When she sent back his things and informed him of the truth, Judah acknowledged in verse 26, “She is more righteous than I, since I did not give her to my son Shelah” (ESV).

He relented and did not have her killed. His lineage would continue. In fact, despite all their unrighteousness and ungodly behaviour, this family was part of Jesus’s family tree. Amazing!

Although Tamar’s actions are understandable, they were still deceitful and sneaky. But for His own reasons, God saw to it that Matthew included her in his gospel.

In what ways was Tamar just like us? What can we learn from her story?

Tamar was trapped in a situation that went from bad to worse.

Have you ever felt that way? I’m sure you have. In Tamar’s case, it was the family she married into and society’s expectations of her. This may be true of you or it may be something else, but you can likely relate to her loneliness, disappointment, and abandonment.

TamarTamar followed societal customs until she felt she had no options left.

In Tamar’s day, she was connected with her late husband’s family regardless of how they treated her. Judah’s pride was on the line. So after years of ignoring his daughter-in-law, he wanted to put her to death because she’d sullied his family name by getting pregnant. Have you ever done something against society’s expectations—even against God’s Word—because you felt you had no choice? The answer is likely yes.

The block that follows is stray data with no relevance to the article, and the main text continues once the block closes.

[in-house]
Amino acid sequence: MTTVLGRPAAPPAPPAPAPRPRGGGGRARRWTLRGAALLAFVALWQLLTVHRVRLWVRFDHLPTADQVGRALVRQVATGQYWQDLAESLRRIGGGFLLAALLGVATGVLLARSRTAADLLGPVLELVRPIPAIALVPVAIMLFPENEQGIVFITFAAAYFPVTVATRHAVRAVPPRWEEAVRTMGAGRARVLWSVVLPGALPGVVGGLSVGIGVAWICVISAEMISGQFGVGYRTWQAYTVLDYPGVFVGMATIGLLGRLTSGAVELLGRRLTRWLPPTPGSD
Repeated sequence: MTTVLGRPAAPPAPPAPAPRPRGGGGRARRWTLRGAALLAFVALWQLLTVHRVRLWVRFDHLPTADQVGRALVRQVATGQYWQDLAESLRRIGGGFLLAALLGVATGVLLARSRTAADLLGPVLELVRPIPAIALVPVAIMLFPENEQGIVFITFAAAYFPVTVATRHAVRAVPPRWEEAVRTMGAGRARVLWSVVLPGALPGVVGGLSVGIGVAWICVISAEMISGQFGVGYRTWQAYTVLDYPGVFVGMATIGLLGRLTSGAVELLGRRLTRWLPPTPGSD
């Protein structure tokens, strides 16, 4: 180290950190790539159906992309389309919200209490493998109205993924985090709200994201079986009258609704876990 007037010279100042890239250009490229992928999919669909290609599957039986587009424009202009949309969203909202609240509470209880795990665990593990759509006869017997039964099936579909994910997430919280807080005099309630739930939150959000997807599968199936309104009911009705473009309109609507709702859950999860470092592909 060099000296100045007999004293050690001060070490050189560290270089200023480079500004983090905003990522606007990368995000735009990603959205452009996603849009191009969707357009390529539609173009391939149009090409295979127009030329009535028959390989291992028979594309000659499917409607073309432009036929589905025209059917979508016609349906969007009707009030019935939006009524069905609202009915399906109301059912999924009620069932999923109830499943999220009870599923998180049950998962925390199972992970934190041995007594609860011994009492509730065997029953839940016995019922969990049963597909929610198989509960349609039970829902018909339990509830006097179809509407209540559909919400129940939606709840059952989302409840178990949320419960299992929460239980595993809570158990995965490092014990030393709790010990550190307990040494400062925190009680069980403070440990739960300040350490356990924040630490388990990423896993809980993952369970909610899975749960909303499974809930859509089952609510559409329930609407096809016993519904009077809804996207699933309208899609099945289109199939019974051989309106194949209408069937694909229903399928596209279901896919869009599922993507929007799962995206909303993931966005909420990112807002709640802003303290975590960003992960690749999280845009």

Tamar experienced forgiveness and understanding when the truth came to light.

While Tamar was in the wrong, Judah recognized that “she was more righteous” than he was. He relented and his line continued. As the mother of two sons, Tamar once again had hope for her own future. God understands what you’ve done and why, and He offers you forgiveness and salvation through faith in Jesus. He even brings good out of bad situations.

In the end, Tamar was blessed beyond her wildest imaginings.

Of course, she wouldn’t know what would happen thousands of years in the future, but God knew this woman would be named as one of His Son’s ancestors. What an amazing blessing!

Her story teaches us much about God’s grace.

God was gracious to Tamar—beyond what she deserved, beyond what she expected. He poured out His mercy and grace upon her. And He is willing to do the same in our lives.

Isn’t it amazing how the women mentioned in the Bible are, in many ways, just like us?

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Steph Nickel

Steph Beth Nickel is a freelance writer and editor. She is the coauthor of Paralympian Deb Willows’ award-winning memoir, Living Beyond My Circumstances, published by Castle Quay Books.

Steph is a member of InScribe Christian Writers’ Fellowship and The Word Guild. She and her husband of over 30 years live in Southwestern Ontario, Canada.

Steph’s goal is to nurture and inspire. She blogs at Steph Nickel’s Eclectic Interests. She also guest posts regularly on the topics of Christian living, writing, and fitness. You can visit her website,, to learn more about her.

Read and hear more from Steph Nickel on the contributor’s page or at Steph Nickel’s Eclectic Interests.